UK government is criticised for “political decisions” in response to Ebola epidemicBMJ 2015; 350 doi: https://doi.org/10.1136/bmj.h822 (Published 17 February 2015) Cite this as: BMJ 2015;350:h822
The UK government’s decision to stop direct flights to west Africa because of the Ebola virus epidemic was not based on science, MPs have said, arguing that flights should be restored immediately.
A report by the Public Accounts Committee into the Department for International Development’s handling of the Ebola outbreak said that “political decisions” had hampered the response to the epidemic.1 The report stated, “The revocation of licences to carriers to fly direct to the region was a political decision with no basis in science and was inconsistent with World Health Organization advice.”
It went on to say that the department has since recognised that this decision caused inconvenience, adding, “In our judgment, it will inevitably have led to an increase in the costs of dealing with the outbreak and, potentially, to further loss of life.”
MPs criticised the department, as a major donor to WHO, for failing to ensure that the international community acted quickly in response to the outbreak. The department’s chief scientific officer, Chris Whitty, admitted in evidence to the committee in December that the department “could and should have listened to and responded to the views of Médecins Sans Frontières and others on the ground who were warning of the seriousness of the outbreak.”
There was an “unfortunate time lag” between the department’s recognition that it had to act and its allocation of funding, the report noted. “In early August 2014 it had announced £5m [€6.76m; $7.67m] of support; by September this had risen to £100m and by the time of our hearing [December], it had reached £230m,” it said, adding, “Had the department acted sooner, both lives and money would have been saved.”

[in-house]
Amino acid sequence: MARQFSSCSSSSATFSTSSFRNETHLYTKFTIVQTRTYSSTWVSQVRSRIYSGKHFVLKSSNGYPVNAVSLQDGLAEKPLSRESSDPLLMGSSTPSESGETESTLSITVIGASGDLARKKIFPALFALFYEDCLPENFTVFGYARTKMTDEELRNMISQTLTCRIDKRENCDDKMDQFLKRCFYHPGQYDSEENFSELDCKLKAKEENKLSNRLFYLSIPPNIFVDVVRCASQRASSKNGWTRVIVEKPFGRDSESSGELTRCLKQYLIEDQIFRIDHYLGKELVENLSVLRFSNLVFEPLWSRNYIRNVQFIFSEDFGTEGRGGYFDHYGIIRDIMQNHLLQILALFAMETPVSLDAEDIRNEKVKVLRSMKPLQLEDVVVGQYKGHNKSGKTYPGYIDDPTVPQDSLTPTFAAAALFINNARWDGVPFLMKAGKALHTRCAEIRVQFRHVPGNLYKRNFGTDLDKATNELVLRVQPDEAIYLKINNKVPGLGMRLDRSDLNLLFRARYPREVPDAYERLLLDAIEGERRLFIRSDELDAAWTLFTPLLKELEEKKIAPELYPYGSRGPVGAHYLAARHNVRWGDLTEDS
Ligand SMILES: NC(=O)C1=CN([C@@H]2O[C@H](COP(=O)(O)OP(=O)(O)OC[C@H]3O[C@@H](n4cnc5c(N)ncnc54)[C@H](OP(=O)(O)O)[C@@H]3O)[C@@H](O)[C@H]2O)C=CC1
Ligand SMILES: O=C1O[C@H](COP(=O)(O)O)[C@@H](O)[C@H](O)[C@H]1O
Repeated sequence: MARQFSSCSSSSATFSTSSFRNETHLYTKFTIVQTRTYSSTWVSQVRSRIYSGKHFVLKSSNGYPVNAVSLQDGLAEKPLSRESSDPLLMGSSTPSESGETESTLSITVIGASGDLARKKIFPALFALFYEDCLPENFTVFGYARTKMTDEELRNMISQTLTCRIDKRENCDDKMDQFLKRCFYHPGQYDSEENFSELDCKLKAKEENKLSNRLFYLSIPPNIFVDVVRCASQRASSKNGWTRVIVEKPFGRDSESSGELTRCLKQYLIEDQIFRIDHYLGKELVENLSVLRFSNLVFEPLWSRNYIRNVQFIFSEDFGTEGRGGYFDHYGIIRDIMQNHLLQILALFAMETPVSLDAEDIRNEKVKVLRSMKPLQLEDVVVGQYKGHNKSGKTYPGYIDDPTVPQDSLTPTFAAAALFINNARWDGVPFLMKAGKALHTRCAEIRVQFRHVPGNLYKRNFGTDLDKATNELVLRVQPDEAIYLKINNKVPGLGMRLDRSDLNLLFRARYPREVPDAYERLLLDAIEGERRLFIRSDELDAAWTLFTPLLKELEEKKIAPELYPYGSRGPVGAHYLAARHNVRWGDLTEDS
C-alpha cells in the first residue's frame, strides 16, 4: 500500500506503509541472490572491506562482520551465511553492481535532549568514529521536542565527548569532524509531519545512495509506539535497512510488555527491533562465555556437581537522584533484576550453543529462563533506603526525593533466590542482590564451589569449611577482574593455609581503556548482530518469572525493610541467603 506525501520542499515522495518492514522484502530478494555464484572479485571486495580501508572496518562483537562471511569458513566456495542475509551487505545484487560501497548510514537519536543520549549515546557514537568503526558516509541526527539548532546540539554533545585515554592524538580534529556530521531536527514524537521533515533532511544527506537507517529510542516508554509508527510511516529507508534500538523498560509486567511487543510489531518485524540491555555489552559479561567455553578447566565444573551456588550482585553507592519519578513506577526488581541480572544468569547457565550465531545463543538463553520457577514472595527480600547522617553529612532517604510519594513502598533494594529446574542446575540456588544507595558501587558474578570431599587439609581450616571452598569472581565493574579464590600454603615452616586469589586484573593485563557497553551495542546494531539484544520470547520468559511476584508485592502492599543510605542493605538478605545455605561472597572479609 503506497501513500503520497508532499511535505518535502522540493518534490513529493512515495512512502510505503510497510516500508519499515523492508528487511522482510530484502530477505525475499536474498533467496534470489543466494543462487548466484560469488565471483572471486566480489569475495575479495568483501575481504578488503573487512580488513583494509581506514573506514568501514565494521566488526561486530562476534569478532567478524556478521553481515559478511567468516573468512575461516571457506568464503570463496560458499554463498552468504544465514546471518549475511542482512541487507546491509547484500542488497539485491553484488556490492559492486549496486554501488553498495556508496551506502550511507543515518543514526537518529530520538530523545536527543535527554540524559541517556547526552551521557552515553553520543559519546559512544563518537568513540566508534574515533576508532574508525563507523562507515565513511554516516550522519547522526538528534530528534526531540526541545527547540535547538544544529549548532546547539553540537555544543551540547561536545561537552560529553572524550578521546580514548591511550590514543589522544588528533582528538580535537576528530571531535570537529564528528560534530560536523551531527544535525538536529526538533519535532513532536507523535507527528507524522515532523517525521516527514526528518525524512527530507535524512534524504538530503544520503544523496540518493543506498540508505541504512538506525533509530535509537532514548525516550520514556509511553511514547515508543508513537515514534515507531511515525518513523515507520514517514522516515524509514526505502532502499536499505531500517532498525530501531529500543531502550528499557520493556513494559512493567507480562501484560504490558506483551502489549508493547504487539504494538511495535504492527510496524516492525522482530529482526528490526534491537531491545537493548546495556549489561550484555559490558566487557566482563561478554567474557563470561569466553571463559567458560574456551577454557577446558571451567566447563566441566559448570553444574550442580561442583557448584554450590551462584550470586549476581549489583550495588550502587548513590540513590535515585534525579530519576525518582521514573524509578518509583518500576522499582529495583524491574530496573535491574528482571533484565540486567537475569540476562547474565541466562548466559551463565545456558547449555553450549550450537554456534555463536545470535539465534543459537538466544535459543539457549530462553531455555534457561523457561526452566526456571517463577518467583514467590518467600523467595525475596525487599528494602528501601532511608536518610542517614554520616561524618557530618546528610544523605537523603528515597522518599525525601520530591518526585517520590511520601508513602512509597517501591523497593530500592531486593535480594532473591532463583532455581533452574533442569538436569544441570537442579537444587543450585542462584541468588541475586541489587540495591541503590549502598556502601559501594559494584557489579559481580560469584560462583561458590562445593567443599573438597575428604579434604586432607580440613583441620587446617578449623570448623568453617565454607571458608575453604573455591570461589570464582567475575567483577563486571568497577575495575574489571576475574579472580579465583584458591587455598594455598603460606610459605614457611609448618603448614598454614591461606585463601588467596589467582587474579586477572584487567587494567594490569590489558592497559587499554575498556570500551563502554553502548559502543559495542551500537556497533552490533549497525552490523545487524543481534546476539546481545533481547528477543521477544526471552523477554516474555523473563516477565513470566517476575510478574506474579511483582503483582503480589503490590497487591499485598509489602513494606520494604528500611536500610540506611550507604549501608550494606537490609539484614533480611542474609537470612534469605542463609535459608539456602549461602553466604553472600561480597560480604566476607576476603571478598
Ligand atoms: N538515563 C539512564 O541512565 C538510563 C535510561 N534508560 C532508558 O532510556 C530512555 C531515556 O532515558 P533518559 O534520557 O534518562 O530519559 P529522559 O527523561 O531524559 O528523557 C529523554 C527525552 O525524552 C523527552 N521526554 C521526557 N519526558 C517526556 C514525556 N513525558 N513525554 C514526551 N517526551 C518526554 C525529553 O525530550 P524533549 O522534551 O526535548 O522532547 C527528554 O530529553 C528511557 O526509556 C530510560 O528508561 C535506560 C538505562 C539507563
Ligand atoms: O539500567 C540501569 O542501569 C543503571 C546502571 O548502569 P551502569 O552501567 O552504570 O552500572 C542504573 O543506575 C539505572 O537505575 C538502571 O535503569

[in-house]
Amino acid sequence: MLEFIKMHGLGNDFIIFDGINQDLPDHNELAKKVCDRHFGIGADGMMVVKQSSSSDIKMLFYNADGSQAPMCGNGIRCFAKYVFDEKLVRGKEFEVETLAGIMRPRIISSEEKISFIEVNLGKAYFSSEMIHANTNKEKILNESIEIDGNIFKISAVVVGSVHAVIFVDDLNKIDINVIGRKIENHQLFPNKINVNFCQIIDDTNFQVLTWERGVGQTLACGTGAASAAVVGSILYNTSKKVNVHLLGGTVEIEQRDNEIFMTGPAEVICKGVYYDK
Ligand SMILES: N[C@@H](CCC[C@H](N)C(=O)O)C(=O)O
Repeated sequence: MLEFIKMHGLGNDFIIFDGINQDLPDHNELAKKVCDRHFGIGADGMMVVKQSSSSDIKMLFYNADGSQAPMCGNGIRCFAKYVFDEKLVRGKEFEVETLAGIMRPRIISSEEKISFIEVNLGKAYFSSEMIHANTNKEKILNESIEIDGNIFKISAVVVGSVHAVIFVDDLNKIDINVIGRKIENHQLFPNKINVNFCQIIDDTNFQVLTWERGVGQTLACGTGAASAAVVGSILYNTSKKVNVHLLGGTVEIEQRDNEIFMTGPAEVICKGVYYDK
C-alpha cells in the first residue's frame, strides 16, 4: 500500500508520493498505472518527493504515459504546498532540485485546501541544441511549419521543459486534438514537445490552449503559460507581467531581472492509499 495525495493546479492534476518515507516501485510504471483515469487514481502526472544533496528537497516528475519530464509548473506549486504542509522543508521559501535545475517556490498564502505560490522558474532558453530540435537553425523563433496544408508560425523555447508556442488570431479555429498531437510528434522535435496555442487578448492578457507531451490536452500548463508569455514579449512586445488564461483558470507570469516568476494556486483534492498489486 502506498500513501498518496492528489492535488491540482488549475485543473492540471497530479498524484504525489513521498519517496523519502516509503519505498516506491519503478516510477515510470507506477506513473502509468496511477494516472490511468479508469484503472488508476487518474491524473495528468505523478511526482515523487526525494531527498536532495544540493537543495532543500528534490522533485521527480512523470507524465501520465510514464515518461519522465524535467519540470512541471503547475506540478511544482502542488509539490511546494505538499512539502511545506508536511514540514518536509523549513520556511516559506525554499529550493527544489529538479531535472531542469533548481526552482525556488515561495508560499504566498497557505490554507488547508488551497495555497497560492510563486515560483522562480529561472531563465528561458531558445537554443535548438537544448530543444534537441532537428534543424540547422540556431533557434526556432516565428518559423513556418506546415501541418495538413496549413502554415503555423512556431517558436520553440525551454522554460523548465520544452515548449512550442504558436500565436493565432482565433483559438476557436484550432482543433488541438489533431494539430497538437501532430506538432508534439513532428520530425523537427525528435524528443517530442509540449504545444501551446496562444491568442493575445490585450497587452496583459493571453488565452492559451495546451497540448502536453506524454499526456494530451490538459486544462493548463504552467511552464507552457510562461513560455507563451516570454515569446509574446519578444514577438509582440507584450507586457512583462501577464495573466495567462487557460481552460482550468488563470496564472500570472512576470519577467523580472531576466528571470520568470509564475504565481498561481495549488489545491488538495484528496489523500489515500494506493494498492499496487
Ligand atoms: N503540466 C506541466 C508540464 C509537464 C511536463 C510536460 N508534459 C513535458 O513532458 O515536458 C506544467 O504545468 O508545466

The committee said that it “wholeheartedly” supported the United Kingdom’s efforts to combat the outbreak and commended the bravery of people working on the ground, including volunteers and the armed forces.
However, it added that the epidemic highlighted a lack of emergency response experience and capability in the department and in its partner, Save the Children. The committee urged the department to create a contingency plan for dealing with medical emergencies, and it acknowledged that the slow response was partly due to a lack of organisations that were able and willing to build and operate treatment centres.
The committee also urged the department to undertake a “rigorous evaluation of all aspects of the UK’s response to the crisis.” It said that developing early warning surveillance and improving epidemiological intelligence were important initial lessons to be followed up.
The report called on the government to strengthen Sierra Leone’s health system “as a priority,” through the UK’s bilateral aid programme. It said that the lack of health infrastructure after Sierra Leone’s 10 year civil war—the country had only 120 doctors at the beginning of the outbreak—had hampered the response and probably led to a rise in the number of deaths from other causes.
Data published by WHO on 10 February showed 22 859 cases of the disease in the three worst affected countries so far, including 9162 deaths. Also, the latest situation report from WHO showed a rise in the number of Ebola cases for the second week running: 144 cases arose in the week to 8 February, compared with 124 the week before. Guinea in particular has seen a sharp increase, to 69 cases from 39 the previous week.
Cite this as: BMJ 2015;350:h822